Then in the town of Tabaka itself and its outskirts, artisans of varying skills levels create a good range of products: jewellery, chess sets, key ring fobs, paperweights, boxes, figures, and animals. I met and talked to many artisans.
…many producers will have some access to land to grow staples, they need some cash as well and, with the paucity of rain, food supplies can be worryingly low…
Barbara Wilson

Soapstone carving

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• James’s group
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• Mary Ombuy
Daniel, the production manager from one of the cooperatives, had been a teacher and decided to see if he could practically support some artisans in his home areanear Kisii. They started in 2002 with just 300,000 Kenyan shillings (around US $430) and the cooperative now employs more than a hundred men and women. Their shop is well placed on the main highway from the Masai Mara to Tanzania so quite a few tourists visit and this helps the group sell carvings in reasonable quantities.
Undugu are doing a great job against very challenging odds


The workers all own a share in the business and where they can, with their profits, diversify into other areas. Two people have bought land. One man bought cows and now sells milk, and a woman raises chickens to sell - she has built a house and now has 300 hens. Upskilling and diversifying in this way generally helps the local economy.

I visited James Nyandieka in his house where his family are making soapstone heart pendants for lovethatstuff. James is managing to also provide work to 30 women and 15 men and the income they get supports their families' education, food and healthcare. All of the children go to primary and secondary school and some go to university. As I had brought some plain heart pendants back that weren't selling in the UK very well, James and his family managed to experiment with colours and designs. It was wonderful to watch them at work, see the results and decide which were the strongest right there on the spot. We had a soda and I felt really comfortable in their small house chatting to them and taking photos of the whole family.

The village of Tabaka was lined with workshops on both sides of the street. Women as well as men carve soapstone and Mary Ombuy was very talented at fine work for chess sets. Moffat Aboya made lovely key fobs, Yodom Siangu lovely miniature figures. The broad sweeping background of green hills, with huge trees dotted across neat fields showed this to be a fertile area but one with an increasing population density and resultant claims to land. Farms were small and so couldn't support people fully - they needed a cash income as well.

The sun was going down when we left Tabaka and we had spent the whole day meeting different artisans yet there was still another to see before we left. Evans Some was making very cute paperweights, now on sale in our Brighton Marina shop. We spoke briefly to some of the master carvers and goggle eyed with the cornucopia of goods, we went back to Kisii for the night.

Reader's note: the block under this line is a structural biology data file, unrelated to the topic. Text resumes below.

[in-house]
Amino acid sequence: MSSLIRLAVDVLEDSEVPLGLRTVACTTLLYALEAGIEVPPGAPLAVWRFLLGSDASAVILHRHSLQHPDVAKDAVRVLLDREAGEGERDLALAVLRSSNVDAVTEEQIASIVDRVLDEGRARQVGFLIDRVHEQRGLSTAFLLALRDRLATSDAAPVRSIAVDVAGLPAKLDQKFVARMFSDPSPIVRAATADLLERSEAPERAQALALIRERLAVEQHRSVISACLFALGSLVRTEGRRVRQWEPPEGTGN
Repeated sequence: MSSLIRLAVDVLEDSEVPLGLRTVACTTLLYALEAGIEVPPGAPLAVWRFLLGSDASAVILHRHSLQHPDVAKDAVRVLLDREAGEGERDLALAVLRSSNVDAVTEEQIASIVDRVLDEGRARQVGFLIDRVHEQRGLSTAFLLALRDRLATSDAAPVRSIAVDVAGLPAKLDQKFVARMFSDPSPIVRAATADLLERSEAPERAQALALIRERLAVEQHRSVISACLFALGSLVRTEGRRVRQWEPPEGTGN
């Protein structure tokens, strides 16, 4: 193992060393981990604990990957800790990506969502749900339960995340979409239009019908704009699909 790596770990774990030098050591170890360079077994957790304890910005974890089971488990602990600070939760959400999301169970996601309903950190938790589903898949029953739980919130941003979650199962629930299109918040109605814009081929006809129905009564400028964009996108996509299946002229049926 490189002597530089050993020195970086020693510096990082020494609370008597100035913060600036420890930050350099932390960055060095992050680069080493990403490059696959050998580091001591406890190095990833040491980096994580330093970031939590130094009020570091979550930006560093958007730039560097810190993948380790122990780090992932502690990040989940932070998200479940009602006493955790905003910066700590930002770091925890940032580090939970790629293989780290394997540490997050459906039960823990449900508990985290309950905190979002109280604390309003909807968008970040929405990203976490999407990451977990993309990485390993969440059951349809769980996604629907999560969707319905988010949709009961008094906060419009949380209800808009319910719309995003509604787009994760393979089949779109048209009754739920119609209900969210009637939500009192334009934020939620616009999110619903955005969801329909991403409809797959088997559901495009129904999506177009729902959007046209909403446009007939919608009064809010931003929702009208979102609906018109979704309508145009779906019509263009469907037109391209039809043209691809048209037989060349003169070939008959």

Undugu are doing a great job against very challenging odds and it was wonderful to see so many artisans not only supporting themselves and their families but contributing to great programmes for street children with the extra social premium they get from fair trade. Well if that doesn't make you feel good, I don't know what will! Enjoy buying your products from Undugu.

Hands of Hope, Kenya

Hands of Hope Artisans Carvers’ Self Help Group is a registered charity in the rural town of Tabaka, in the western province of Kisii, Kenya. The project started because of the tremendous number of vulnerable artisans, particularly women and young people in this area. As land is handed down, it is often split between family members and thus it’s common for plots of land to be too small to generate enough subsistence or income to live on. So, earning via craft is most helpful in helping artisans make ends meet.

The projects’ goals are to generally improve the artisans’ lives as well as raising community living standards, improving healthcare opportunities and promoting education through fostering the talents of these vulnerable groups. They do this through producing and marketing soapstone carvings, jewellery, and postcards. Lovethatstuff is developing a range of beaded necklaces as a result of Geoffrey Okwankwo contacting Barb and explaining their situation.

Hands of Hope’s main activity currently is overseeing the production and subsequent marketing of the products. Since they started, the project has been able to improve the living conditions of its members directly and indirectly through the sales of the finished products both local and internationally.